Conditions of a Protection Order

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Note: Protection Orders are changing on 1 July

A Protection Order has two main conditions: no violence and no contact with the people protected by the Order.

'No violence' condition

The violent person must not:

  • abuse (physically, sexually, financially or psychologically) the protected people
  • threaten to physically or sexually abuse the protected people
  • damage, or threaten to damage, property that belongs to the protected people
  • encourage anyone else to abuse or threaten the protected people.

'No contact' condition

The violent person must not:

  • go to the home, workplace or school of the protected people
  • stalk the protected people by hanging around where they live, work or study
  • follow the protected people
  • try to stop the protected people from coming or going anywhere
  • phone, text, email, send letters, fax or contact the protected people in any other way.

'No contact' conditions don't apply if the violent person (called the respondent) and the person who applied for the Protection Order (called the applicant) live together.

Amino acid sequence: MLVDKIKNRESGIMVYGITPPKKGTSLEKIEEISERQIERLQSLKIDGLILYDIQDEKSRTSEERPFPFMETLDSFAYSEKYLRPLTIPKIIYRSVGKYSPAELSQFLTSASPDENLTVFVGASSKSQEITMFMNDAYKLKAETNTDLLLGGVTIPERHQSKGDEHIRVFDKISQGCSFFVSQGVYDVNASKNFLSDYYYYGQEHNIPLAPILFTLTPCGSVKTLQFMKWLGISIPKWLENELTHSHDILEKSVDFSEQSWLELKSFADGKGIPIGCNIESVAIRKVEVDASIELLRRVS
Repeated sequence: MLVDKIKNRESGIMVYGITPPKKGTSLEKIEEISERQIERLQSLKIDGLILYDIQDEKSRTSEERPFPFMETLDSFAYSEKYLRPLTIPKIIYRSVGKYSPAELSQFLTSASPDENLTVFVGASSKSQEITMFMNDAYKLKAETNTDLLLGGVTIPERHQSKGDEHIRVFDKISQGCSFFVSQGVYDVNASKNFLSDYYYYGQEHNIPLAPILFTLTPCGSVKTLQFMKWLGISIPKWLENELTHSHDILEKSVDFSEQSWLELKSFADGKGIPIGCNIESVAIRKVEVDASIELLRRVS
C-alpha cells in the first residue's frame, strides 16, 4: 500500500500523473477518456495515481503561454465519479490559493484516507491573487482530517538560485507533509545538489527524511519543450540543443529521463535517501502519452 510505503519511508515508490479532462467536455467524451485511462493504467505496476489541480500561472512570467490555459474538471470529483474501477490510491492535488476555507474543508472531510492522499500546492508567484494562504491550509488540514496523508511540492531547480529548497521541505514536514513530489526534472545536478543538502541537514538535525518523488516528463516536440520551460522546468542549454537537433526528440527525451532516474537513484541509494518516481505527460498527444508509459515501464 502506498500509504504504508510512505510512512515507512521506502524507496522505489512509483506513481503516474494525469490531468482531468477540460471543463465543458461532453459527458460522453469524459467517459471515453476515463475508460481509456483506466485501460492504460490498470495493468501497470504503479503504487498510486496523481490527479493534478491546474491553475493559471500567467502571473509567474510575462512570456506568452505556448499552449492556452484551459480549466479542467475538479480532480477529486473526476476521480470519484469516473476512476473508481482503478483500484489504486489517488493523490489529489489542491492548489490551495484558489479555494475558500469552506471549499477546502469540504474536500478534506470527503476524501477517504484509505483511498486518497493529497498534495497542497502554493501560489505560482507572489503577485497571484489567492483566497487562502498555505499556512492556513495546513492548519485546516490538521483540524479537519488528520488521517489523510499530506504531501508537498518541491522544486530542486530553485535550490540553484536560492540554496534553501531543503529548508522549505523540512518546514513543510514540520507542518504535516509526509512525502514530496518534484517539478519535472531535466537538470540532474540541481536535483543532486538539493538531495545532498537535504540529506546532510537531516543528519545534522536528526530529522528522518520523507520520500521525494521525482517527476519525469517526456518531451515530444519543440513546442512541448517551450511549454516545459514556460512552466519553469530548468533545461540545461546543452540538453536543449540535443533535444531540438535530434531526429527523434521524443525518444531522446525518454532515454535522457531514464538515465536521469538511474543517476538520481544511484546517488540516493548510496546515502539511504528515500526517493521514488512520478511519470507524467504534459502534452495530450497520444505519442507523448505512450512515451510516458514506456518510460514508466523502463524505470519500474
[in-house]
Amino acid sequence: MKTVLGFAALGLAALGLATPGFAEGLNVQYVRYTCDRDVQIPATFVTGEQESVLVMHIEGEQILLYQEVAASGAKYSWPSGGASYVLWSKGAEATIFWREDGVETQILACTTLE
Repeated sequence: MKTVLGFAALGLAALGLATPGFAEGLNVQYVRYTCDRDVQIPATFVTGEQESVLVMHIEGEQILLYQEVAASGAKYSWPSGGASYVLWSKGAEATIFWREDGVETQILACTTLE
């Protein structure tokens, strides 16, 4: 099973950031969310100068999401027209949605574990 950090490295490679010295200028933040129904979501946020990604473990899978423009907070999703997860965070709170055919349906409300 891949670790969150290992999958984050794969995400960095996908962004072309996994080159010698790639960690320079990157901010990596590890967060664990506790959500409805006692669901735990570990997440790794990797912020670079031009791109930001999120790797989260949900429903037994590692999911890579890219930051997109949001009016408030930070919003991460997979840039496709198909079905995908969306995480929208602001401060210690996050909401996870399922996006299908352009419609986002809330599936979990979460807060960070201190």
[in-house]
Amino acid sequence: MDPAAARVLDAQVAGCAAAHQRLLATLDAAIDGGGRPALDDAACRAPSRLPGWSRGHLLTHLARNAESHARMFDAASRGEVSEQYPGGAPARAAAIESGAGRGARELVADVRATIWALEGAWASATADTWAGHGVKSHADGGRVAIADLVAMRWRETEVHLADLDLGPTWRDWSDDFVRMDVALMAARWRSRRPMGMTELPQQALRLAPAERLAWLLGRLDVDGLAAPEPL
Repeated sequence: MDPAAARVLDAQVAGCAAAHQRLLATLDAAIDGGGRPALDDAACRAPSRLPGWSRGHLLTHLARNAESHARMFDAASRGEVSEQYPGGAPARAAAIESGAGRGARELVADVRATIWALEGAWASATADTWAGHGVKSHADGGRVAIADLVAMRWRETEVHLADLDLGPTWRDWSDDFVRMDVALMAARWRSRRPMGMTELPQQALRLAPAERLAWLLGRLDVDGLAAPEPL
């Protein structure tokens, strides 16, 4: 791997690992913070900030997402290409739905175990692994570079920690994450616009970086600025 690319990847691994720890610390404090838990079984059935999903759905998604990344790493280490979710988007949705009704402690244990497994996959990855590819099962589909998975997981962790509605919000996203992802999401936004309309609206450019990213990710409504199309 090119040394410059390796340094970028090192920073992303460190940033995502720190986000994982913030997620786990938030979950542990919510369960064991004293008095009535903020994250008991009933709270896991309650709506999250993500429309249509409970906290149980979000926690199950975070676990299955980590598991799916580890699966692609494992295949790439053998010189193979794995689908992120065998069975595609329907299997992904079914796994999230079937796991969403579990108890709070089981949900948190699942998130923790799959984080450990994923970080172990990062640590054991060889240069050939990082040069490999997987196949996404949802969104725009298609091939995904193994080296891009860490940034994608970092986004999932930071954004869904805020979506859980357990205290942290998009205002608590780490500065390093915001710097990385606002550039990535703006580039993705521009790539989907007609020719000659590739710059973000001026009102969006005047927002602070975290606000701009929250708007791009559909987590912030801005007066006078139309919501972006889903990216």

The applicant can tell the violent person at any time that they no longer want to live with them. If they do this, the 'no contact' conditions apply and the violent person must leave. If they don't leave, they're breaking the conditions of the Protection Order and can be arrested and charged with a crime.

Contact with the other person

The person who applied for a Protection Order and the violent person can’t have contact with each other unless:

  • there's an emergency and the contact is reasonably necessary
  • contact is part of a court Order (such as a Parenting Order) or a written parenting agreement between the violent person and the protected person
  • the contact is listed as a special condition of the Protection Order
  • they need to take part in a family group conference under the Children, Young Persons and Their Families Act 1989(external link)

In some cases, the Protection Order will let the violent person have contact with their children. If this happens, it may be under supervision.

Find out more about contact with children

If the violent person has weapons

When the violent person receives a  Protection Order, they must give the police:

  • any firearms licences they have
  • any weapons they have.

Weapons are any firearm, airgun, pistol, restricted weapon, ammunition or explosive.

If the violent person gets a final Protection Order made against them, their firearms licence will be automatically cancelled by the police.

If the conditions are broken

If the violent person breaks the conditions of a Protection Order, the police can arrest them and they could appear in the criminal court.

If they’re found guilty of breaking the conditions of a Protection Order, they could be sent to prison for up to 3 years.

It’s also a crime if they don’t attend a non-violence course when they’re ordered to. If convicted, they can be fined up to $5000 or sent to prison for up to 6 months.

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